On another good note, my doctor’s agreed to work and talk with the ILC Foundation when it comes to my care, as well as pass the contacts for the EDS aware doctors they’ve provided us with to the necessary specialists that I see. Thanks a million Sandy!!

Connective Tissue Specialist Appointment

Yesterday was the appointment with the connective tissue specialist that i’d been on the waiting list for 6 months for. We were going to talk about my worsening symptoms (joints going out, increased pain etc.) and get a new perspective because as we were told; he specializes in connective tissue.

After the hour and a half long drive to get there we were told they were running about 20 minutes behind (slight under-exaggeration). Another hour and some later we were finally called in. The waiting isn’t so bad, I had figured any help from this doc would be worth waiting for.

Once he walked in the room I kid you not he spent the first 10 minutes of the appointment looking up Marfan Syndrome on the internet -he didn’t know what it was! The next 10 minutes he spent explaining to me what it was! Telling me about how it can involve the heart yes, I know and the lungs yes, I know and the skin yes, I know. He then used the rest of his time looking over my features; the long fingers, the height, the works, while going through my tissue related symptoms and then trying to fit them specifically to one of the tissue disorders. “Well maybe you have Loeys-Dietz” No doctor, Loeys-Dietz doesn’t effect the eyes and like I said earlier; I’ve had 7 eye surgeries. 

This is how the entire appointment went. He was trying to diagnose me with a tissue disorder -which we’ve already long established with the aid of doctors who’s jobs it actually is to diagnose them, not by those who don’t even know what they really are. He spent his time educating me on the basic and most simplest aspects of Marfan Syndrome -things I could recite in my sleep- even after we’d told him I’d been to the NMF conference and have always been educated about the disorders. Then when I asked for the MRI to check for dural ectasia (he didn’t know what DE was either) he began looking that up and telling me all about it too. He said MRI was the best means of diagnosing it, which got me thinking why else would I be asking you for an MRI referral for that very reason? I had to bite my tongue to keep from either laughing at him out loud or saying some of the not so nice things that were floating around in my head.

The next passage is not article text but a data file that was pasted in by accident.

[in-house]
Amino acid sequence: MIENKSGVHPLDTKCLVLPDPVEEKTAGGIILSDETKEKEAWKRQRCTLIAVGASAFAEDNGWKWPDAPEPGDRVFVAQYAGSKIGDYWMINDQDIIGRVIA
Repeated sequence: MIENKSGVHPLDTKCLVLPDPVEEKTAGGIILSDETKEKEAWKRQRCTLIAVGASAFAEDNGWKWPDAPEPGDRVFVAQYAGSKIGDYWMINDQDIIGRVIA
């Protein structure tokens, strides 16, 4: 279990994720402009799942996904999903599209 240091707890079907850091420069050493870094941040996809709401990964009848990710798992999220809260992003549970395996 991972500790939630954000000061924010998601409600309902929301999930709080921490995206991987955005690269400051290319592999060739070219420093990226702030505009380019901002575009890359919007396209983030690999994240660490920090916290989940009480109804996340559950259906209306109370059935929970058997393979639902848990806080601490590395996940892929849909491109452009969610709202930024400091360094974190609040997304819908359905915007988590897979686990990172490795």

And while we were getting up to leave he added “you definitely have Marfan Syndrome”. Thank you doc for that unbelievable insight! I’ve finally been diagnosed! (Note the sarcasm).

One good thing did come of the appointment; he ordered the MRI of my spine. Then told us to make an appointment to see him again when the results came in, which if you haven’t already assumed; I won’t be doing. I think that maybe his area of expertise (if connective tissue specialist is even among them?) is more along the lines of lupus-like connective tissue problems.

Anyways, the highlights of my day trip to Prince George include finding the comfiest sweater I’ve ever worn and will now never take off from here on out and my grandma driving the wrong way up a one way street. Priceless.

Doctor’s Update

Today I had a doctor’s appointment to discuss some of the recommendations I received at the NMF conference as well as to talk about some new things that are beginning to crop up. My doc knows me well enough now to realize that it’s sometimes necessary to book two appointment slots just for me. This way we can talk about everything that we need to talk about without making other patients wait. She is always really good at wanting to know how everything is going and chat instead of rushing me out the door like some doctors do.